Archive for December, 2007

27
Dec
07

The Russian Army 1914-18

THE Russian Army of the First World War has for decades suffered an image problem compounded by politics, secrecy and ignorance. The memoirs of those commanders who survived to write them often tend to be apologist or self-seeking. Russia’s withdrawal from the war is blamed upon politicians of varying shades of opinion. Shell shortages, lack of Western support, traitors in high places, Russia’s sacrifices in the interests of France in 1914 and Italy in 1916- all these factors have credibility, but none tells the whole story. Many Western historians tended to fall in with one or other of these schools of thought, until the publication of Professor Norman Stone’s The Eastern Front 1914-17 in 1975. Stone demonstrates that by late 1916 Russia was producing sufficient munitions; but that her inability to adapt to wartime imperatives such as feeding the urban population and developing a viable supply system led to her collapse into revolution.
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27
Dec
07

The Romanian Army Of World War 2

The four brigades, later divisions, of the Mountain Corps had a high regular component and particular expertise in mountain and winter warfare. Each battalion, numbered 1 to 24, was trained to act independently. Battalions 25 and 26 were specialist ski units. The 18th Infantry Division was converted into the 18th Mountain Division in late 1943 and its battalions renumbered 27 to 32, but it reverted to infantry status in 1944-45. The mountain brigades began the war with two mountain rifle groups of three battalions each and single reconnaissance, A/T and pioneer companies. The single artillery regiment had two battalions with Skoda 75mm and 100mm mountain guns. Their mule-borne artillery was extremely light and they were hard pressed to hold a line in the open steppe; however, they came into their own in broken terrain. Strength was about 12,000.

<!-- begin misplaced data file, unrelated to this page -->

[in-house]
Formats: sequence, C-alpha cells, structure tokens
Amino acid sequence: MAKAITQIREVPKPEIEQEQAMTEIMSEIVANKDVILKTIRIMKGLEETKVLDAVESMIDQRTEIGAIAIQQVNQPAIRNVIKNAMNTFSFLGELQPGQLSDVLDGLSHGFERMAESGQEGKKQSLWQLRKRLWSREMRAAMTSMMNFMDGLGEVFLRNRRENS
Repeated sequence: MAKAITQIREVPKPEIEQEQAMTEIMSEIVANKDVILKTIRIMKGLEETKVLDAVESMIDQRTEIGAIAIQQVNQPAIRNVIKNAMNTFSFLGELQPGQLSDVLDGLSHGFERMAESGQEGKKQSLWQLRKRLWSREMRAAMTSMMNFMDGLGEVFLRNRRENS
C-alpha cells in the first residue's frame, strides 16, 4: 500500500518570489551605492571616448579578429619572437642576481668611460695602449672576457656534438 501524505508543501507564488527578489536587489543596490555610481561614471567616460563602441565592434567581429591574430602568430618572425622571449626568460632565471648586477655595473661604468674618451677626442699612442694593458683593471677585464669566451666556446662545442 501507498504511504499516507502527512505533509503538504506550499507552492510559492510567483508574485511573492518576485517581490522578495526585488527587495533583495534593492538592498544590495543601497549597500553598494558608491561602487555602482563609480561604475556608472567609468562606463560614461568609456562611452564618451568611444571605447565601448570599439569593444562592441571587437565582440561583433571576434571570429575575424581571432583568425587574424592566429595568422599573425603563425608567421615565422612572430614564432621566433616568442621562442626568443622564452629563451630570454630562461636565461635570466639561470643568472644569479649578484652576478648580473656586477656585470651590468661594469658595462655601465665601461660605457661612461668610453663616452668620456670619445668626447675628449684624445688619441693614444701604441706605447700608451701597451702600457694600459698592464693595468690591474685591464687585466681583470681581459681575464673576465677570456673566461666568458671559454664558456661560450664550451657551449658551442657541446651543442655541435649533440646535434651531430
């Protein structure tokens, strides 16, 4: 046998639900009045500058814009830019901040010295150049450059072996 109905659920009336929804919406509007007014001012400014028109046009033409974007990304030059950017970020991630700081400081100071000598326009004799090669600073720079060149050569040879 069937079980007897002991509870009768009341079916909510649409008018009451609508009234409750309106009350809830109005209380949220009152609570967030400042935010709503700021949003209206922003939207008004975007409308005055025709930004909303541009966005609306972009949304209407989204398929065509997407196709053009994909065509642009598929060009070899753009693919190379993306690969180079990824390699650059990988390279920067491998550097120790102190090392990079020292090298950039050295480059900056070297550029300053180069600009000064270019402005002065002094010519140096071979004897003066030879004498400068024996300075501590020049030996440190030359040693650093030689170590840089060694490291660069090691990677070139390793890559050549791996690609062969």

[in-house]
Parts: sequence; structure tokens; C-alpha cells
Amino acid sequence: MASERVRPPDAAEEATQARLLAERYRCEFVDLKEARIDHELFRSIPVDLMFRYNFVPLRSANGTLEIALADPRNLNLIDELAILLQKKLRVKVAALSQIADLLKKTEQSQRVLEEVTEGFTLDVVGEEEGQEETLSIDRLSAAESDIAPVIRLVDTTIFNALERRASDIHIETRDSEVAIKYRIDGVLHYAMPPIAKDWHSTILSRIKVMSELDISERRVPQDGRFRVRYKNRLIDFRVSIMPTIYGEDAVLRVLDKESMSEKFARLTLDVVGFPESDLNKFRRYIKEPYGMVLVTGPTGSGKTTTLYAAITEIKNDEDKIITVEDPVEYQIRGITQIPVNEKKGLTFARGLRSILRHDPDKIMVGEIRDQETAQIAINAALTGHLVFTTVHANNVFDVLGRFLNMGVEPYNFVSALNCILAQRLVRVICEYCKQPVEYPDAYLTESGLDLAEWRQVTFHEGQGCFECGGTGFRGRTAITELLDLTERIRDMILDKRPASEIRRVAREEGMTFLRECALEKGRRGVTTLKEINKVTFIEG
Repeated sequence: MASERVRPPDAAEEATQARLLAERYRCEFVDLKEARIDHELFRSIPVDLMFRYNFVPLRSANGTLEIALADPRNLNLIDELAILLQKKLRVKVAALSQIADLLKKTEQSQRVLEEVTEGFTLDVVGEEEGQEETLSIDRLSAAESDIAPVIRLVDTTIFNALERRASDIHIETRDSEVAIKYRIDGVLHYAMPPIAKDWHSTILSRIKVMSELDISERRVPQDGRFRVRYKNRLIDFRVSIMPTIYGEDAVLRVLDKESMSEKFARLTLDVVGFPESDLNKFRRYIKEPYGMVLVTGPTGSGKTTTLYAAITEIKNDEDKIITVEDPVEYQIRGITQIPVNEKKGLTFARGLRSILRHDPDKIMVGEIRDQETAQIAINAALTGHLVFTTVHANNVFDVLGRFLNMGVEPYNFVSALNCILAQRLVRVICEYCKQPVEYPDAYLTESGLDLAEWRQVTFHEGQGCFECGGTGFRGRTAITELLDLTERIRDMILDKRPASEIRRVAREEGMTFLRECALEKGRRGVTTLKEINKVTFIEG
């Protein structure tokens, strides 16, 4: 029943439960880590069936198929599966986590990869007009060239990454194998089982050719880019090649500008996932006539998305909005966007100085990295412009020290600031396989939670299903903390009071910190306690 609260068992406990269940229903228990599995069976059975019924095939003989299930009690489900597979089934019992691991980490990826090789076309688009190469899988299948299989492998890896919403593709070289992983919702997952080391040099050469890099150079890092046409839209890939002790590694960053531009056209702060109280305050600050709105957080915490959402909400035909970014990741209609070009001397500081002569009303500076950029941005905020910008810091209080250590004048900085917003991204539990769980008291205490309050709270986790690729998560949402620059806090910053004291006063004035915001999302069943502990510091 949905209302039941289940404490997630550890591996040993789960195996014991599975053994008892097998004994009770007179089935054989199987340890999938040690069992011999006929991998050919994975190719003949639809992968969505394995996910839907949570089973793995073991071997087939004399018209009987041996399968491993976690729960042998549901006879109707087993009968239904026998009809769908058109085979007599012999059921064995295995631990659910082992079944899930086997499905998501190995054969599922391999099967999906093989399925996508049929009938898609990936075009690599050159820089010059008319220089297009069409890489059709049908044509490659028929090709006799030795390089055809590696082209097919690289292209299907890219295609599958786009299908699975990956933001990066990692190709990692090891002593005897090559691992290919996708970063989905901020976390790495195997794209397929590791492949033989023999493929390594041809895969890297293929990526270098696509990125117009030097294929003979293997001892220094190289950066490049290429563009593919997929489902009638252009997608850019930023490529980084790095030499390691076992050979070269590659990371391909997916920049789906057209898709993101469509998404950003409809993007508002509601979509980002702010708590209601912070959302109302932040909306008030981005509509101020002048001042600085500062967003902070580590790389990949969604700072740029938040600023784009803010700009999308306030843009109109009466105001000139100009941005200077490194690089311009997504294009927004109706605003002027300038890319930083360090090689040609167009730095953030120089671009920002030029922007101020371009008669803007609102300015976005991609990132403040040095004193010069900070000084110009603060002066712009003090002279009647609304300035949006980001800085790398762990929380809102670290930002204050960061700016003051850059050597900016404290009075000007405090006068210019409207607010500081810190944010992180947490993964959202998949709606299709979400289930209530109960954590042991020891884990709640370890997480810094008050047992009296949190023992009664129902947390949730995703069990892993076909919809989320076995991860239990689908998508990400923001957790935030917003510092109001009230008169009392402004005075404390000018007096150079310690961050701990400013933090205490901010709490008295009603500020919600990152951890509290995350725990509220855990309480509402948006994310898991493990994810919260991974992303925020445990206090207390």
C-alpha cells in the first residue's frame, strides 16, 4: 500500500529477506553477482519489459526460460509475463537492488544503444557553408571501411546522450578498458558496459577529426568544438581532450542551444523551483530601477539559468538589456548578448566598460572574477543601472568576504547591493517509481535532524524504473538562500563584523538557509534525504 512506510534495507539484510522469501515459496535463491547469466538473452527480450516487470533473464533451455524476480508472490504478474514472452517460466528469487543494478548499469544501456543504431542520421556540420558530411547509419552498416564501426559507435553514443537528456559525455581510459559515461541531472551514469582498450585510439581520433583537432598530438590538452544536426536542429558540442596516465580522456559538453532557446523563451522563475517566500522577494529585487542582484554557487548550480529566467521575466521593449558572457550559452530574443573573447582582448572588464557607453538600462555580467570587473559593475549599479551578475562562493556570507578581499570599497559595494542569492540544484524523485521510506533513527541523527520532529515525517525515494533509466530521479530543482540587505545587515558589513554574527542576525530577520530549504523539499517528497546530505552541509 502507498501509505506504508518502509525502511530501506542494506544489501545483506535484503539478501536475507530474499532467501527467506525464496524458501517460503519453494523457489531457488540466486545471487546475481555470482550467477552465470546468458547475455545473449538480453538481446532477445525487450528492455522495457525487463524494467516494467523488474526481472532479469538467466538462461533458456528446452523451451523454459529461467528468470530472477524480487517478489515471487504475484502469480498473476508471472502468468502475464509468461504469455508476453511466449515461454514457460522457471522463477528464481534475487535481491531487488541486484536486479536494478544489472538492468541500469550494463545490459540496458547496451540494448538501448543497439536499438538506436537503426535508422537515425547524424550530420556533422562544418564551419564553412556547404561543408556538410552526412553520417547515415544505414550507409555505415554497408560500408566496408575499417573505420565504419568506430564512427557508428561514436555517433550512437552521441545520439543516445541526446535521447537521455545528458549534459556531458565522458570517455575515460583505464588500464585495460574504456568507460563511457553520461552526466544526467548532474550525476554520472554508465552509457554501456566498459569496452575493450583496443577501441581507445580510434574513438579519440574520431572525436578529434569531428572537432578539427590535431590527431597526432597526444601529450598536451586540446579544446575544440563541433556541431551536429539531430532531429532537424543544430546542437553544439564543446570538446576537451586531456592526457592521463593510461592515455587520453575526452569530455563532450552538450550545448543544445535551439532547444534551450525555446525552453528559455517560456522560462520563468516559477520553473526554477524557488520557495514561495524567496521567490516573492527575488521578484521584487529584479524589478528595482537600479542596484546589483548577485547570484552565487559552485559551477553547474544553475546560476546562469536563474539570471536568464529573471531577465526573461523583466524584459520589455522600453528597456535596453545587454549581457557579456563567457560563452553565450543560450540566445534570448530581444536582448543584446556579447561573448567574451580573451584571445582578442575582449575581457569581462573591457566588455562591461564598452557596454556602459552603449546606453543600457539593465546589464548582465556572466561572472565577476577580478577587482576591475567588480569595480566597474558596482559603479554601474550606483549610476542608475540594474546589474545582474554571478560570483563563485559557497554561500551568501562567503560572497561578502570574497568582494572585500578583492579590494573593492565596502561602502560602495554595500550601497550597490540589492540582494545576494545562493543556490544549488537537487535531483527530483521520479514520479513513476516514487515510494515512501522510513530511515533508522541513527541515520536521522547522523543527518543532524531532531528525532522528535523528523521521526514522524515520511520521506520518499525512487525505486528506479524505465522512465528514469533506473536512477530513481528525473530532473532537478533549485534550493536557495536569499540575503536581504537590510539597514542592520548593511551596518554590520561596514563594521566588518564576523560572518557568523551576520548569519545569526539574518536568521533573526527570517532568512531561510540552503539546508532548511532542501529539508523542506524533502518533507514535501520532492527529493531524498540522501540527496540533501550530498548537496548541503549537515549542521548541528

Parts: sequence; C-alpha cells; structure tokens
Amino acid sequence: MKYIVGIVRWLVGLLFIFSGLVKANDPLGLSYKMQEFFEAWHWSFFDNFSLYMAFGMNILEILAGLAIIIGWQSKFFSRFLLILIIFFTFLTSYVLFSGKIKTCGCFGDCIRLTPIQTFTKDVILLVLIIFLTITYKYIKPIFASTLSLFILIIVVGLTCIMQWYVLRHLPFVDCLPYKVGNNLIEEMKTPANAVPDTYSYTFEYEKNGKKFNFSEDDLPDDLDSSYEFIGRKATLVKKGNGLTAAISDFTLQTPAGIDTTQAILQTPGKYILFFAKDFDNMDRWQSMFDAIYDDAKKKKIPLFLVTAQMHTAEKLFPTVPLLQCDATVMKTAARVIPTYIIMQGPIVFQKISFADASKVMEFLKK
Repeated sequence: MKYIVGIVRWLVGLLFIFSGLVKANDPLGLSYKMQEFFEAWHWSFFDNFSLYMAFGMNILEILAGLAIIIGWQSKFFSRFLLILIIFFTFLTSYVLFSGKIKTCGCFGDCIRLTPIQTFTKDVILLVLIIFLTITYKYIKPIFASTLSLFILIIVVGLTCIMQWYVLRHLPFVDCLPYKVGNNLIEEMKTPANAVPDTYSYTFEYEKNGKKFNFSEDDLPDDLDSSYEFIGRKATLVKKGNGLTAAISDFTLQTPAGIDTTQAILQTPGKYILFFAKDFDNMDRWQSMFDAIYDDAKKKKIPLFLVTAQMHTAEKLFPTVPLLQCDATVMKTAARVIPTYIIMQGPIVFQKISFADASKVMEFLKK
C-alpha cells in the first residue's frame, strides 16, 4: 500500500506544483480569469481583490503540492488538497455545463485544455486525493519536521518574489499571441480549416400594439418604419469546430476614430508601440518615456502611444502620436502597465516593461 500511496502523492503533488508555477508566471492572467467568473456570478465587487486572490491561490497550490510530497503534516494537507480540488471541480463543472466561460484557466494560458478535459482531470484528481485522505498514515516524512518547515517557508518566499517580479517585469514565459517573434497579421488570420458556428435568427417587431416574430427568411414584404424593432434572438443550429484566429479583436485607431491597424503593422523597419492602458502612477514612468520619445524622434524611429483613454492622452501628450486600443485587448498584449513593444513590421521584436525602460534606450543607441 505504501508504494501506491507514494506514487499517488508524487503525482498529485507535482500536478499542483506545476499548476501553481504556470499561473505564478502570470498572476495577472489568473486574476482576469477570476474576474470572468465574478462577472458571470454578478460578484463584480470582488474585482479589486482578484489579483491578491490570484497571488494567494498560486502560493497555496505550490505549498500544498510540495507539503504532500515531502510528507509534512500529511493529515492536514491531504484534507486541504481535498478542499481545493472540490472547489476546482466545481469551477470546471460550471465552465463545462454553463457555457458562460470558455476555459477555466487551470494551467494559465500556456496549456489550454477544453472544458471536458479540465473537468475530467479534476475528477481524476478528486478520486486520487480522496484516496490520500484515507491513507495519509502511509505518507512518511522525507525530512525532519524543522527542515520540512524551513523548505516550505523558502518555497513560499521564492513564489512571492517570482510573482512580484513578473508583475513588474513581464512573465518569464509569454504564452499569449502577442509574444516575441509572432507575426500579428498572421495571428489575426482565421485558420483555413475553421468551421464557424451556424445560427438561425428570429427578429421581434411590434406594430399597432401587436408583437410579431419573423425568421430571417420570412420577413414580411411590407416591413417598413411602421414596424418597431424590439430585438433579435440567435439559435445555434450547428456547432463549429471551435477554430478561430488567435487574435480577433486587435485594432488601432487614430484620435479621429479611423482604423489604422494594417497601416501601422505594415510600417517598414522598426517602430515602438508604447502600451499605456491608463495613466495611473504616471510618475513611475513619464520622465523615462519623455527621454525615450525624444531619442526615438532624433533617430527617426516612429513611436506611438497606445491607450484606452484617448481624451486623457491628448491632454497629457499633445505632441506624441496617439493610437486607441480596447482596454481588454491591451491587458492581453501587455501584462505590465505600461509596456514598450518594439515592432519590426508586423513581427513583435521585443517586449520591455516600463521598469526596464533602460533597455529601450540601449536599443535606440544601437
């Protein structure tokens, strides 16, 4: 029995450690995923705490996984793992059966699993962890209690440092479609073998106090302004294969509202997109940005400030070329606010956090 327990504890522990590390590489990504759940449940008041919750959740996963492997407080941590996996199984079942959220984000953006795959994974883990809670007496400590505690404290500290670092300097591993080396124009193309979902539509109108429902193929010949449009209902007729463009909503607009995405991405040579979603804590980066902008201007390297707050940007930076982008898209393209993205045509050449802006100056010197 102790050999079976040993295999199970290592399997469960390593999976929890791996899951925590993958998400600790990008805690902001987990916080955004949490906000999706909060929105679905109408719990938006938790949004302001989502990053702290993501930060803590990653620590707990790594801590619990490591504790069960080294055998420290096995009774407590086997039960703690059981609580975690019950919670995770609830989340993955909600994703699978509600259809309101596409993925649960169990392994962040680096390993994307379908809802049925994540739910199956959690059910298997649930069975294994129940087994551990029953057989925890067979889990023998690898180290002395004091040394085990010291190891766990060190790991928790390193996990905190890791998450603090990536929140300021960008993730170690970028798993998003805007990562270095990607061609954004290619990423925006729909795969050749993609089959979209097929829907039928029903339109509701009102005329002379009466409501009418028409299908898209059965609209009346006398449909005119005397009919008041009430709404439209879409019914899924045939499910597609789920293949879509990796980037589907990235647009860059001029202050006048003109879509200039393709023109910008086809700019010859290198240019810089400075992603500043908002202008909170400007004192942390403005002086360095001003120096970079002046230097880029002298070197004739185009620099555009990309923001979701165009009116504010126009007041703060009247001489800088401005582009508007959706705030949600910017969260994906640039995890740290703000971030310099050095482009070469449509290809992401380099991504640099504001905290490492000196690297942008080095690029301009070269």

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27
Dec
07

The Alamo & The War of Texan Independence 1835-36

In 1727 a Spanish colony to the north of Mexico was formed into the province of Tejas or Texas (named from the local Indians., where settlements had been thrust into the wilderness since 1690. Beset by hostiles and by a lack of real zeal lo open up the area, settlements were restricted to small enclaves around the ecclesiastical, military and civil bases (missions, presidios and pueblos respectively). By 1821 it was estimated that (excluding Indians) the population of Texas numbered only some 4,000, mostly around the presidios of San Antonio de Bexar and La Bahia. The emptiness of the land could not fail to attract settlers from the United States, whose boundaries lay along the Sabine and Red Rivers; and US expansionism following the Louisiana Purchase made it inevitable that Americans would become entangled in Mexican affairs. In 1812-13 a force of Mexican rebels and American adventurers captured San Antonio and La Bahia. but were slaughtered by a Spanish army at the Medina River; among the Spanish officers present was one Lt. Antonio Lopez de Santa Anna Perez de Lebron, who figures largely in the story which follows.
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27
Dec
07

The Age of Charlemagne

Most historians agree that the Carolingian Age, from the 8th to 10th centuries ad, represented One of the most important turning points in European history. While this may have been less true of cultural history, it was certainly true of political and social history. The emergence of feudalism is only one example. It was probably even more true in the technological and military history of Europe, with the appearance of new farming and, to some extent, metal-working techniques. The adoption of the stirrup and subsequently of early versions of the high-framed war saddle, plus the pressure of rival and essentially non-western European cultures, combined to give birth to what are popularly regarded as medieval European styles of warfare. The most important ‘non-western’ rival cultures were, of course, the Arab-Iranian civilisation of Islam; the Asiatic Turco and Finno-Ugrian steppe cultures of the Avars, Bulgars and Magyars; and the archaic, though European, pagan culture of Viking Scandinavia.